Hello, my name is Lieutenant Commander Kimberly Piermatteo. I am a Regulatory Operations Officer within the Center for Devices and Radiological Health. I have held various positions within the center, including being a premarket reviewer within the Office of Device Evaluation. During today's presentation, we're going to cover the fundamentals of the 510(k) program.
A 510(k), which is also referred to as a premarket notification, is one of the major pathways for bringing device to market. Actually the 510(k) is the most common premarket submission for medical devices. During today's presentation, we are going to cover the following learning objectives: I'm going to provide you with an understanding of medical device classifications and how classifications apply to 510(k)s; we're going to cover what is a 510(k) and when it is required; and the different types of 510(k) submissions: what should be included in a 510(k); the actual content; and what should be submitted to the FDA.
We're also going to talk about the 510(k) submission process and the timeline on how and when the FDA will communicate with you during the review of your 510(k). And lastly, we'll cover what are 510(k) decisions and what they mean.
So let's begin. Let's talk about device classification as it relates to 510(k)s. The FDA regulates medical devices based on risk. Class I devices are considered low risk devices. These devices are subject to general controls. Most, but not all, Class I devices are exempt from the premarket notification process. Class II devices, which are considered moderate risk devices are subject to general and special controls. Most, but not all, Class II devices require a premarket notification. This is going to be topic of our presentation today mostly.
Now, Class III devices are considered high risk devices and these are subject to general controls and premarket approval. Most product codes are found on all 510(k) clearance letters. This can be extremely useful to you as you can search for relevant products that have similar product codes. Within this slide I provided you references to the guidance document on medical device classification product codes, which provides additional information on what product codes are and how they can be used, as well as my favorite reference is a product classification database.
This database can be extremely useful. It is a public database and it provides you a wealth of information on the appropriate regulatory pathway for different devices. On this slide, I've provided you examples from the product classification database. This example is for infusion pump and as you can see, this is an output from the product classification database, which lists a whole bunch of information, including that three letter product code, FRN.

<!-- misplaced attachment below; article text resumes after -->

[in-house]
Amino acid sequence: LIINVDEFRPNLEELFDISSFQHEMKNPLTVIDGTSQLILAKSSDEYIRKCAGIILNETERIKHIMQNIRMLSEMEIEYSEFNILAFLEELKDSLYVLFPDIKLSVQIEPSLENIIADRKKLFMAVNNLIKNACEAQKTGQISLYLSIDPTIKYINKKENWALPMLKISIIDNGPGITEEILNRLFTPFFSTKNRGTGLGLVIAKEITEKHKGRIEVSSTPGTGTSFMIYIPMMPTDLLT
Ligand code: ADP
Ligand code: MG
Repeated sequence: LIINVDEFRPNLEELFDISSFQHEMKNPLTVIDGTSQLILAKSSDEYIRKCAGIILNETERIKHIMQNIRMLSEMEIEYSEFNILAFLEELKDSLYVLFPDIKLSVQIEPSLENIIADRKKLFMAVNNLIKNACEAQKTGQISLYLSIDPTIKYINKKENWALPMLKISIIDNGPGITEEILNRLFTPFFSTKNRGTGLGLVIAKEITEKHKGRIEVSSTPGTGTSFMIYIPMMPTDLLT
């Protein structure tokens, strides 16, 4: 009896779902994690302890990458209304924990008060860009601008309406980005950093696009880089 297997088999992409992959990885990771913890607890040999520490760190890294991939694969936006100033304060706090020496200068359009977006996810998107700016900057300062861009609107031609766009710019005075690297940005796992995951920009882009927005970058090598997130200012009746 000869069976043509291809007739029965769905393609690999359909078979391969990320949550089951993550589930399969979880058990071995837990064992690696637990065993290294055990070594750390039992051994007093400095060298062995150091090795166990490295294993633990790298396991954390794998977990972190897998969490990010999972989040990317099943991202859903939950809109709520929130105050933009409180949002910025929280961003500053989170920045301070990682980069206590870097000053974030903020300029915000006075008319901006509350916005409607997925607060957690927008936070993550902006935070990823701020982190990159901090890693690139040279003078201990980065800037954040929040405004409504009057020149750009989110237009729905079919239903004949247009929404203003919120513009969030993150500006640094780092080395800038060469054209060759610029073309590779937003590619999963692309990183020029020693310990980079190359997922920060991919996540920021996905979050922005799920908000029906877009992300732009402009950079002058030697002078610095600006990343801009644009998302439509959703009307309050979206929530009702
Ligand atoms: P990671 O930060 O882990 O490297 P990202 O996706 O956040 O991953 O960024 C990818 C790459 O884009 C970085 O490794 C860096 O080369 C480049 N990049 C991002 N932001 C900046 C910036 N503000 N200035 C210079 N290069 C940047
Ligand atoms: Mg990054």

And what is even more useful, it specifically outlines a submission type on the product classification. So here, as you can see where the blue arrow is pointed the submission type, is for a 510(k). For an infusion pump, you would submit a 510(k) for this type of product.
So what you do if you can't determine the appropriate device classification? You have done due diligence and you’ve looked in the product classification database, but you’re still unable to determine the appropriate classification for the product. You might want to consider the 513(g) program. The 513(g) program is a request for information to FDA. The FDA will respond by providing what they think is appropriate regulatory pathway for your device. There are a few caveats to the 513(g) program that I'd like to provide you. There is a 513(g) user fee. So please keep that in mind when you are preparing to submit the 513(g). FDA responses to 513(g)s do not constitute FDA clearance or approval. If you submit your 513(g) and the FDA responds with the appropriate regulatory pathway, you still must comply with that pathway, such as submission of a 510(k) or the submission of premarket approval application. On this slide, I provided you references to 513(g) program and the user fees associated, and please refer to those for additional information.
Next, let’s talk about the actual 510(k) program. Let's first talk about what a 510(k) is. As I mentioned before, 510(k) is also referred to as a premarket notification. The reason why a Premarket Notification is also referred to as a 510(k) is because it actually refers to the section 510(k) of the Federal Food, Drug and Cosmetic Act. That is why people often say 510(k) and Premarket Notification interchangeably. Within 21 CFR, which stands for Code of Federal Regulations, 807 sub-part E, this actually outlines the information required in the submission of your 510(k).
A 510(k) is considered a marketing clearance application, therefore, the FDA clears 510(k)s. The clearance is based on the determination of Substantial Equivalence. Now on the contrary, a 510(k) is not just a form. A 510(k) can be an entire submission that can be hundreds of pages long. It all depends on the device and what needs to be submitted to demonstrate Substantial Equivalence. A 510(k) is not establishment registration or device listing, and a 510(k) is not a premarket approval. Therefore, it’s inappropriate to say that FDA has cleared your 510(k), and therefore your product is FDA approved. Only products or devices approved through the premarket approval process are considered FDA approved. Keep in mind that a 510(k) receives FDA clearance and therefore, it is FDA cleared.